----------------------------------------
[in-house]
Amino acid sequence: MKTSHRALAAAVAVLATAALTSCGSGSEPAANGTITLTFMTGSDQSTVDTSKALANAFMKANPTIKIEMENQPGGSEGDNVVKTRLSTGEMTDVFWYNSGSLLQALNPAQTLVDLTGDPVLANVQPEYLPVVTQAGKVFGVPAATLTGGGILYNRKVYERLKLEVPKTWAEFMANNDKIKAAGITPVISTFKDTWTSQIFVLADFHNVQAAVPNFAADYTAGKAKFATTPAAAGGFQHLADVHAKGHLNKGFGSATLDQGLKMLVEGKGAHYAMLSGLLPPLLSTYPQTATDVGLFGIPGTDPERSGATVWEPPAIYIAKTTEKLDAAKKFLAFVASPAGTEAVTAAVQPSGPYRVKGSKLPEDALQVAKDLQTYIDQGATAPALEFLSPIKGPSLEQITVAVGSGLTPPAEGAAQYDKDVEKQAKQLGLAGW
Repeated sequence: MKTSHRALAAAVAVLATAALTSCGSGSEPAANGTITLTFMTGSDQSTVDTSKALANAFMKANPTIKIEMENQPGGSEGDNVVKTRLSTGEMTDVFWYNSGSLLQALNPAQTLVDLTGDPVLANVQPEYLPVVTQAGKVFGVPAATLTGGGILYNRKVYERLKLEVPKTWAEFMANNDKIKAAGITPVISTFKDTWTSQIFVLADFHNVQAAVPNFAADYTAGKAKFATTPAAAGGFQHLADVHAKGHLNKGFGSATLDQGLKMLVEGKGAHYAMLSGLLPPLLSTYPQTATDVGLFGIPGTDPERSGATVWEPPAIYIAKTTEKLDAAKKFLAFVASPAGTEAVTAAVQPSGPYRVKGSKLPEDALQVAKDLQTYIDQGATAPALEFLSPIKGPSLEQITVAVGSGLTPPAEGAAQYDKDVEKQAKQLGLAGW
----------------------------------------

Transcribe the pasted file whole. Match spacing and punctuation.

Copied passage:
[in-house]
Amino acid sequence: MKTSHRALAAAVAVLATAALTSCGSGSEPAANGTITLTFMTGSDQSTVDTSKALANAFMKANPTIKIEMENQPGGSEGDNVVKTRLSTGEMTDVFWYNSGSLLQALNPAQTLVDLTGDPVLANVQPEYLPVVTQAGKVFGVPAATLTGGGILYNRKVYERLKLEVPKTWAEFMANNDKIKAAGITPVISTFKDTWTSQIFVLADFHNVQAAVPNFAADYTAGKAKFATTPAAAGGFQHLADVHAKGHLNKGFGSATLDQGLKMLVEGKGAHYAMLSGLLPPLLSTYPQTATDVGLFGIPGTDPERSGATVWEPPAIYIAKTTEKLDAAKKFLAFVASPAGTEAVTAAVQPSGPYRVKGSKLPEDALQVAKDLQTYIDQGATAPALEFLSPIKGPSLEQITVAVGSGLTPPAEGAAQYDKDVEKQAKQLGLAGW
Repeated sequence: MKTSHRALAAAVAVLATAALTSCGSGSEPAANGTITLTFMTGSDQSTVDTSKALANAFMKANPTIKIEMENQPGGSEGDNVVKTRLSTGEMTDVFWYNSGSLLQALNPAQTLVDLTGDPVLANVQPEYLPVVTQAGKVFGVPAATLTGGGILYNRKVYERLKLEVPKTWAEFMANNDKIKAAGITPVISTFKDTWTSQIFVLADFHNVQAAVPNFAADYTAGKAKFATTPAAAGGFQHLADVHAKGHLNKGFGSATLDQGLKMLVEGKGAHYAMLSGLLPPLLSTYPQTATDVGLFGIPGTDPERSGATVWEPPAIYIAKTTEKLDAAKKFLAFVASPAGTEAVTAAVQPSGPYRVKGSKLPEDALQVAKDLQTYIDQGATAPALEFLSPIKGPSLEQITVAVGSGLTPPAEGAAQYDKDVEKQAKQLGLAGW